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WSU professor comments about ground combat in KPCC-FM radio interview

November 28, 2012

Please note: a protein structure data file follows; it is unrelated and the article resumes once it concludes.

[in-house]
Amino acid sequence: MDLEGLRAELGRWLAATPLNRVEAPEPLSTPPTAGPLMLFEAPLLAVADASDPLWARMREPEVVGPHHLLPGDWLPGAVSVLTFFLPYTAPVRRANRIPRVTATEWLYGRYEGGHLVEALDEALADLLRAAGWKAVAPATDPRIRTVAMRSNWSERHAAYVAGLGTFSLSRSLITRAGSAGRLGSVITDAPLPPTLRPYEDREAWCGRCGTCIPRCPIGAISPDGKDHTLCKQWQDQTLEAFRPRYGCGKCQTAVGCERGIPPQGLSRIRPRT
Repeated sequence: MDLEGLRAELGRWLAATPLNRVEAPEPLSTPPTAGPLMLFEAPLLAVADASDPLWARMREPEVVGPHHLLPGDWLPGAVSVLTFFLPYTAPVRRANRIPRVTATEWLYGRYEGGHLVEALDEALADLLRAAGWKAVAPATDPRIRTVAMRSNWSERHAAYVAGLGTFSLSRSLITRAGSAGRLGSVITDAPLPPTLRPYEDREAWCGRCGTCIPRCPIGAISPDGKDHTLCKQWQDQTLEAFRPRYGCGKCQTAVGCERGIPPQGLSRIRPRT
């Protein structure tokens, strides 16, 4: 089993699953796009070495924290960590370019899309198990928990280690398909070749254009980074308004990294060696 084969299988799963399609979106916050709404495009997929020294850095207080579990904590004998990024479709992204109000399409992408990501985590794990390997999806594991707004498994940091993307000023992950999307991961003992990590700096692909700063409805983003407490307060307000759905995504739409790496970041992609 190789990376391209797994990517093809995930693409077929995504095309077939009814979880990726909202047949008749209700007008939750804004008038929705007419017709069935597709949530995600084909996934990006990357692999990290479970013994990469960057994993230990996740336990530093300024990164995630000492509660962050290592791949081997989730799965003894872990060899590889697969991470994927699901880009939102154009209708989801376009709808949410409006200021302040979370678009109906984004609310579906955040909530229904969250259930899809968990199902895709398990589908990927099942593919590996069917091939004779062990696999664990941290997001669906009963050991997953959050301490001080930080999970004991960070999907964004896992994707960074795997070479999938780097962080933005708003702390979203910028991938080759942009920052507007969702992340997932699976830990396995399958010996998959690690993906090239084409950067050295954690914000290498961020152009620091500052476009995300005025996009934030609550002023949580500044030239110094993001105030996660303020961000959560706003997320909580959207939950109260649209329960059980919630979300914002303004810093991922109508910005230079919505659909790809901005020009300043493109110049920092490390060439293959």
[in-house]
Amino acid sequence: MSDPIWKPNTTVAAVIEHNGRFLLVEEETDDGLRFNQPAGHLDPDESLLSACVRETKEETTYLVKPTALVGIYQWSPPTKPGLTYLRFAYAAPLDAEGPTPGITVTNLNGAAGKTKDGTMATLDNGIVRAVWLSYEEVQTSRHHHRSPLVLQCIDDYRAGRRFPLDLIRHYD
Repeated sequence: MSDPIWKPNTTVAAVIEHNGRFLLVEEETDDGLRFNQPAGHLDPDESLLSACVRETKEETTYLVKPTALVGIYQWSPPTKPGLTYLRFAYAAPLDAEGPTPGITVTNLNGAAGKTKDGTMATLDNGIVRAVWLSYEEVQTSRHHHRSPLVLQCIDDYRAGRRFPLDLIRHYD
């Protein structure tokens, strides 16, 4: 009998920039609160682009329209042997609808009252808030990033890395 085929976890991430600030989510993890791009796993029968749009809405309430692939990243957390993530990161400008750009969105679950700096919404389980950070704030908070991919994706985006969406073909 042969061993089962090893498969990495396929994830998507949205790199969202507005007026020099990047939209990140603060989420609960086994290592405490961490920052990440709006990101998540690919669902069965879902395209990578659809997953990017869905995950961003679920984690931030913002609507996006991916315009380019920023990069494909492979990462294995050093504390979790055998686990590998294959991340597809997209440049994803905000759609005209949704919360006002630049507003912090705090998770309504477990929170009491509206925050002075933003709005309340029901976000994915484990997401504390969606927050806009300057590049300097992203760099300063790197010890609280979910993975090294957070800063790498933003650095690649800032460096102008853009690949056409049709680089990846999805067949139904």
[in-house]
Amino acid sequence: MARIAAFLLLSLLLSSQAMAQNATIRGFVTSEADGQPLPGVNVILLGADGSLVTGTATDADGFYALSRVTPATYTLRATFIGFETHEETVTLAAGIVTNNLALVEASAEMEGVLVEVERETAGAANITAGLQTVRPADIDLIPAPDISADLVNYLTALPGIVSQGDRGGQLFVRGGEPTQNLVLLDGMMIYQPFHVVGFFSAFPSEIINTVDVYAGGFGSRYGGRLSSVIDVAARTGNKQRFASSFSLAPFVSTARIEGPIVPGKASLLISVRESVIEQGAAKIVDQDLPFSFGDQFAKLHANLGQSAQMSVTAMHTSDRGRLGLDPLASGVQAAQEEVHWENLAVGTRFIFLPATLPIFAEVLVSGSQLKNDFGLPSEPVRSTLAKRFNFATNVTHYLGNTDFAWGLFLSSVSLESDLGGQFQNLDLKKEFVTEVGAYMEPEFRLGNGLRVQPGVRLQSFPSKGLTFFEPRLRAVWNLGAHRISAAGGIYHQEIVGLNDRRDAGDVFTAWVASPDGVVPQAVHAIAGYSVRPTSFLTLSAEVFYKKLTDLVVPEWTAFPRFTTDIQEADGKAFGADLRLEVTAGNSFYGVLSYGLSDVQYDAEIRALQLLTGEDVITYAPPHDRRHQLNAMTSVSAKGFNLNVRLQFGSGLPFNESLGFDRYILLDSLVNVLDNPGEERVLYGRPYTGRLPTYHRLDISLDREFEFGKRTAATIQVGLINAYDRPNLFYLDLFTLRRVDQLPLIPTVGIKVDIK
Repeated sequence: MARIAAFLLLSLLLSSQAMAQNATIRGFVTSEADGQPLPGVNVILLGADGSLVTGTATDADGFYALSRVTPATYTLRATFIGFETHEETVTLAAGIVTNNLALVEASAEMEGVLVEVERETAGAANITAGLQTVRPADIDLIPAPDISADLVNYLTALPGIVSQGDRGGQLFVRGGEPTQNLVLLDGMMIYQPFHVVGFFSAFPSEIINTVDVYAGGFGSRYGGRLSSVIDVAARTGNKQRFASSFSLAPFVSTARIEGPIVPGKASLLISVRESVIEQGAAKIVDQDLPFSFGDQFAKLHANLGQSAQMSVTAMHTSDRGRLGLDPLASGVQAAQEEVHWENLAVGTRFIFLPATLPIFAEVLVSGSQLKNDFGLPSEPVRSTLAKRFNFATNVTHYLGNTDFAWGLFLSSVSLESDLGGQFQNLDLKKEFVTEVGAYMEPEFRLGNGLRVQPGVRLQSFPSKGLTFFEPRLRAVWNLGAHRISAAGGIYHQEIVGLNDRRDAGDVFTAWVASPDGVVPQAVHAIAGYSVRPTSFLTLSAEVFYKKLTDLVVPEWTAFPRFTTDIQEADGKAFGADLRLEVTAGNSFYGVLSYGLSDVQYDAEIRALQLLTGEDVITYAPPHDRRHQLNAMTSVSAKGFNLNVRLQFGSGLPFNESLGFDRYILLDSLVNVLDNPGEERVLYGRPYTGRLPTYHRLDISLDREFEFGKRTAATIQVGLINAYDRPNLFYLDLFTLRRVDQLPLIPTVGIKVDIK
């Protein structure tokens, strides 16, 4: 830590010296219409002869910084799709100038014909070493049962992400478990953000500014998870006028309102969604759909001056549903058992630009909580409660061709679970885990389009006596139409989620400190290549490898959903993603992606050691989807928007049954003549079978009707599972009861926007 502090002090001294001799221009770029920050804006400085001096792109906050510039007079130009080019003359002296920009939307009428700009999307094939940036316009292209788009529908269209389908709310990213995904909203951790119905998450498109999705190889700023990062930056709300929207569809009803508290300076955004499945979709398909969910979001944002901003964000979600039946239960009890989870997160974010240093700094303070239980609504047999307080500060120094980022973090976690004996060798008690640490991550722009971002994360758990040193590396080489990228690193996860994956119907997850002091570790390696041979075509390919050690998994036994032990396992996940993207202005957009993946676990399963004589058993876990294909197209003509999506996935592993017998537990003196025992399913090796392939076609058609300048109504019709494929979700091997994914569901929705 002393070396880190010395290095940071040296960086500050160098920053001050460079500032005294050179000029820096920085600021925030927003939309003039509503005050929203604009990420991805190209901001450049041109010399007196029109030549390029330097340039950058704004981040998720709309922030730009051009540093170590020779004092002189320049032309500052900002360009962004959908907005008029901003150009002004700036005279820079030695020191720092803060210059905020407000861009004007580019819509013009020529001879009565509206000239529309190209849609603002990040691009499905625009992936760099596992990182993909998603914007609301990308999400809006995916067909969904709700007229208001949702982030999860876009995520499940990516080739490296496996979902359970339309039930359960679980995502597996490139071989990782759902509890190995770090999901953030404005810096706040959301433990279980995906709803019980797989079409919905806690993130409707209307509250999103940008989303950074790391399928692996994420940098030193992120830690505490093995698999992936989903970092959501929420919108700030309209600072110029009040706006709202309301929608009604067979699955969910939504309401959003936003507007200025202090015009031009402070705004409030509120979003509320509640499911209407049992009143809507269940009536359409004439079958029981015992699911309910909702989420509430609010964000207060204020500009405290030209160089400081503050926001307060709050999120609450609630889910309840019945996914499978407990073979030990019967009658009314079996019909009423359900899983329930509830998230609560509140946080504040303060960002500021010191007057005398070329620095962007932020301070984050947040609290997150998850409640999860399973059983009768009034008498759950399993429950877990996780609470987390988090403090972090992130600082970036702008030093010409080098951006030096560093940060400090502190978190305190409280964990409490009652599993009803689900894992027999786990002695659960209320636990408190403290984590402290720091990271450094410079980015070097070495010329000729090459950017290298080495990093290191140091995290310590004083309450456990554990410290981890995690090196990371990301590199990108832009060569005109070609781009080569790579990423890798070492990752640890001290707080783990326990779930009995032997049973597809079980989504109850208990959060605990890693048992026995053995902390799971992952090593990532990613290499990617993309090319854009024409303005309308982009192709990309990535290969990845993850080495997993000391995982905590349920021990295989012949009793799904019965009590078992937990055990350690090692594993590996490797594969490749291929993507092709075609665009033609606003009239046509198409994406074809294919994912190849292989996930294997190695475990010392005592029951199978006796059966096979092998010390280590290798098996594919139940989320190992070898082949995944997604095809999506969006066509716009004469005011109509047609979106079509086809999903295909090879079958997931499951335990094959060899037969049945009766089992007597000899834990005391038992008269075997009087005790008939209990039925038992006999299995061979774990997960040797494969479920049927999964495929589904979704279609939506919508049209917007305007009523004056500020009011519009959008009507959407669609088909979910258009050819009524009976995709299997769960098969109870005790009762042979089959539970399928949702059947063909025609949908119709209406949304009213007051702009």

A federal lawsuit filed on Tuesday challenges the Pentagon's long-standing policy barring women from serving in direct combat positions. The 1994 combat exclusion policy bars women from being assigned to ground combat units, which are smaller and considered more dangerous because they are often in the thick of battle for longer periods than the other units. Supporters of lifting the ban say women are already being wounded and killed in war, and the policy keeps them from being recognized for their battleground experience, which could lead to promotions and higher pay. Opponents include some female troops who question whether women are physically capable of handling the rigors of being assigned to ground combat units. The first and so far the only two women to volunteer for the Marine Corps' grueling 13-week infantry training course at its base in Quantico, Va., were unable to complete it. Wayne State University law professor Kingsley Browne said physical differences do matter in battle - particularly in ground combat.